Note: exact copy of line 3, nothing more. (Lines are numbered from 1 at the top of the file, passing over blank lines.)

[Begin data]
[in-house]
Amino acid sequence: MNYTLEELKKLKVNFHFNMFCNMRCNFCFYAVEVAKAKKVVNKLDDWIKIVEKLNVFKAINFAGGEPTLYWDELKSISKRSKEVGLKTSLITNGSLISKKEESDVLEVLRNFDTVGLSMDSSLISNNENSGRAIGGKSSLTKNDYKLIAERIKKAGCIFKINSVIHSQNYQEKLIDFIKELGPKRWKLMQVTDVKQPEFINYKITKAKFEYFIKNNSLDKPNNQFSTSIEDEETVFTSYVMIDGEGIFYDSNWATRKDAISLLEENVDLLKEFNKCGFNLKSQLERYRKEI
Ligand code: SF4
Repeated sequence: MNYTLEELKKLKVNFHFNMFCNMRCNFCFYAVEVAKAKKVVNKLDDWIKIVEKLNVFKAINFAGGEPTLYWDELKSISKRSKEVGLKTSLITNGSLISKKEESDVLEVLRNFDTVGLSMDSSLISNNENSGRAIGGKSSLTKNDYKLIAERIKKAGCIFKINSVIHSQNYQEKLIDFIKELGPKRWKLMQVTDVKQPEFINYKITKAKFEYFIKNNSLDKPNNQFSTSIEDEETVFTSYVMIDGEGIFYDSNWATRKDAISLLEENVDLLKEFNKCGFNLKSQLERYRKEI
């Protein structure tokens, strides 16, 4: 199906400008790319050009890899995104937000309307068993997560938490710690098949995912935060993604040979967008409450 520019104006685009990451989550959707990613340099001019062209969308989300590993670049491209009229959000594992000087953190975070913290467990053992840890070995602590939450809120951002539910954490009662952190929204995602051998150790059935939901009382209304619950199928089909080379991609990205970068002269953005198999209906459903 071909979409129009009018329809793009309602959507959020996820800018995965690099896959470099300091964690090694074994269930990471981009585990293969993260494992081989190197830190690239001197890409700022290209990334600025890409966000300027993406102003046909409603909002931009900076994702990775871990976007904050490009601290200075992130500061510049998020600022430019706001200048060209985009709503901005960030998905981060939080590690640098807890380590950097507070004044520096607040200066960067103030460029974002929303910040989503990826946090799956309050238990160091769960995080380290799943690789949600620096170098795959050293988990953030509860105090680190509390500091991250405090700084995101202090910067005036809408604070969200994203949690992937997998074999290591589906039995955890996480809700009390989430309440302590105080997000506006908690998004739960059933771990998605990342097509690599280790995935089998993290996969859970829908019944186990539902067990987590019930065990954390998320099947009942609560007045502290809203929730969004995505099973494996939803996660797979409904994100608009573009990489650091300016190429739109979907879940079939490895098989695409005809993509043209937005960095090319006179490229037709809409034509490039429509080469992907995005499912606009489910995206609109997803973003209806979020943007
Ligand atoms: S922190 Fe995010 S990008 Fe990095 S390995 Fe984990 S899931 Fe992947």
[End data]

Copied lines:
Ligand code: SF4